Dr Rob Dyball is based at the Australian National University and is a co-author of the study. He argues: “A key challenge is that many of the necessary reforms are politically risky and therefore have fallen in the ‘too hard basket’ for many years. The likelihood of real change being initiated in politics, out of thin air, is close to zero. This means that civil society and the public must be engaged much more actively to discuss and confront sustainability problems together with researchers and other societal actors. It’s only when people see the need for difficult changes that these become politically possible.”

The paper argues that ultimately, a powerful new sustainability movement is needed in civil society – and researchers should play an important role in gathering momentum for such a movement to start.

Fischer explains: “Unsustainable behaviors result from a vicious cycle: Existing political and economic structures discourage and undermine more sustainable behaviors – and so people find it difficult to live more sustainable lives, even if they want to. But at the same time, unless civil society demands fundamental changes, those existing structures won’t change.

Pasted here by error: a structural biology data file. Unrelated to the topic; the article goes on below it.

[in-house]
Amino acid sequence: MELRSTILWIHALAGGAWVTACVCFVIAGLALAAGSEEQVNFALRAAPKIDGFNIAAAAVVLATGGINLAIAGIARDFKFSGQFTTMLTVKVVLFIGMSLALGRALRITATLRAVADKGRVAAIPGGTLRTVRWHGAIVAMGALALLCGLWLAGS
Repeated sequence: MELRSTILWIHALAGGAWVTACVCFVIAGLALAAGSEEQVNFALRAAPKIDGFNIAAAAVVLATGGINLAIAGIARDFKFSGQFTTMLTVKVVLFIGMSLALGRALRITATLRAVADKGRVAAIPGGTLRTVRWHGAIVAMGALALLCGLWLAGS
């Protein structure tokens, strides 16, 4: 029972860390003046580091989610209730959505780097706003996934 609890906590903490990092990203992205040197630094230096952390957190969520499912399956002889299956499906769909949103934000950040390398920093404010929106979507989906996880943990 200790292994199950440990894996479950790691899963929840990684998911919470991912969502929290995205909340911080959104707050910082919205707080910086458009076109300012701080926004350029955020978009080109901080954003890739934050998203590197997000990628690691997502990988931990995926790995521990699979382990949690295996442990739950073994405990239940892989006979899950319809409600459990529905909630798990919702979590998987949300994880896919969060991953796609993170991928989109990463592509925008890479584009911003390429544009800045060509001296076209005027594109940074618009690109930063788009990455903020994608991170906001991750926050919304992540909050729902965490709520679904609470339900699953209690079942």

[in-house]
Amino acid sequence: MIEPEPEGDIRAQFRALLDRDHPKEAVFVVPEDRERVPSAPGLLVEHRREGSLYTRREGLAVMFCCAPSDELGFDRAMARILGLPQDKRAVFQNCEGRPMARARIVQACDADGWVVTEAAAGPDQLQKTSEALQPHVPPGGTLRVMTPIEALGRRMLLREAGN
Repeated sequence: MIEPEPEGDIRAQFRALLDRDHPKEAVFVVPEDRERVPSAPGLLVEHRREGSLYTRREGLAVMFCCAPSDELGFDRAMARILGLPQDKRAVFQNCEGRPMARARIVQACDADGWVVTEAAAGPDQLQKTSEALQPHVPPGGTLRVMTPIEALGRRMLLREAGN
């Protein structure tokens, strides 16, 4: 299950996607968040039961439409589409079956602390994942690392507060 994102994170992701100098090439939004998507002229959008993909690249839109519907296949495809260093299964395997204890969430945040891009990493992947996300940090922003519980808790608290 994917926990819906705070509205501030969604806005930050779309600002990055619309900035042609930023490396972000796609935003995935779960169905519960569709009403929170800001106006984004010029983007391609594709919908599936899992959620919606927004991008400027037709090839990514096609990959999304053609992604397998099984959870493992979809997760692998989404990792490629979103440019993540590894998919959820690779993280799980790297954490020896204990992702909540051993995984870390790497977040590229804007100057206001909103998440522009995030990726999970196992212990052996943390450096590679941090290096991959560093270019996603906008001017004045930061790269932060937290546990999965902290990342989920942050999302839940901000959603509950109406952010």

“As researchers, we must do a much better job communicating the urgent need for more sustainable behaviors. Those interested in sustainability must engage people more actively and provide opportunities for citizen participation. Put bluntly, we know what needs to happen to work toward a more sustainable future: we know that a social avalanche is needed. The challenge now is to get it started.”


Professor Joern Fischer, Leuphana University Lueneburg, phone: +4915734054192; email:

Dr Robert Dyball, The Australian National University, phone: + 61261253704; email:

The article can be downloaded from Professor Fischer’s personal homepage:

9 thoughts on “MEDIA RELEASE — Global sustainability: Time to act on what we know

  1. Hi – nice article and post, congratulations! It seems to me that it is so hard to ‘act against’ some behavioural features well ‘fixed’ by the millions of years. We need to address and change them very quickly. I just analyse myself and realize how hard this can be…